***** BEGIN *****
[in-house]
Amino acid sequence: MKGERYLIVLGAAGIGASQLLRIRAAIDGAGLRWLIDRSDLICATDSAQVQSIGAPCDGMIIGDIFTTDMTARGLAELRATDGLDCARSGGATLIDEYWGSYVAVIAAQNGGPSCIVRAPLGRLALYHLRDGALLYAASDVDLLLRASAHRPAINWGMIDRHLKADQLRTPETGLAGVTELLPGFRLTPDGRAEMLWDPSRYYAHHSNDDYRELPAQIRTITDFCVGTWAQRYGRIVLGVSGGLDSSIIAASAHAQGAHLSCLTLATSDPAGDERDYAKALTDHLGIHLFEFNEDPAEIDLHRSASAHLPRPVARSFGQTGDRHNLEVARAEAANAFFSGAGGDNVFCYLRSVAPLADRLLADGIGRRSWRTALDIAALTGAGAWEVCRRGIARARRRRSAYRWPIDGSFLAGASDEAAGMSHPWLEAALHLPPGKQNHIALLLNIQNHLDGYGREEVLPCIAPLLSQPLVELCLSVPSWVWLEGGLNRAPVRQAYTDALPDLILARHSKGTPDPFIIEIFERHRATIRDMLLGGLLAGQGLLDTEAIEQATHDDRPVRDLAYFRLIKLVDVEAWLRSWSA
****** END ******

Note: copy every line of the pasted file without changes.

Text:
[in-house]
Amino acid sequence: MKGERYLIVLGAAGIGASQLLRIRAAIDGAGLRWLIDRSDLICATDSAQVQSIGAPCDGMIIGDIFTTDMTARGLAELRATDGLDCARSGGATLIDEYWGSYVAVIAAQNGGPSCIVRAPLGRLALYHLRDGALLYAASDVDLLLRASAHRPAINWGMIDRHLKADQLRTPETGLAGVTELLPGFRLTPDGRAEMLWDPSRYYAHHSNDDYRELPAQIRTITDFCVGTWAQRYGRIVLGVSGGLDSSIIAASAHAQGAHLSCLTLATSDPAGDERDYAKALTDHLGIHLFEFNEDPAEIDLHRSASAHLPRPVARSFGQTGDRHNLEVARAEAANAFFSGAGGDNVFCYLRSVAPLADRLLADGIGRRSWRTALDIAALTGAGAWEVCRRGIARARRRRSAYRWPIDGSFLAGASDEAAGMSHPWLEAALHLPPGKQNHIALLLNIQNHLDGYGREEVLPCIAPLLSQPLVELCLSVPSWVWLEGGLNRAPVRQAYTDALPDLILARHSKGTPDPFIIEIFERHRATIRDMLLGGLLAGQGLLDTEAIEQATHDDRPVRDLAYFRLIKLVDVEAWLRSWSA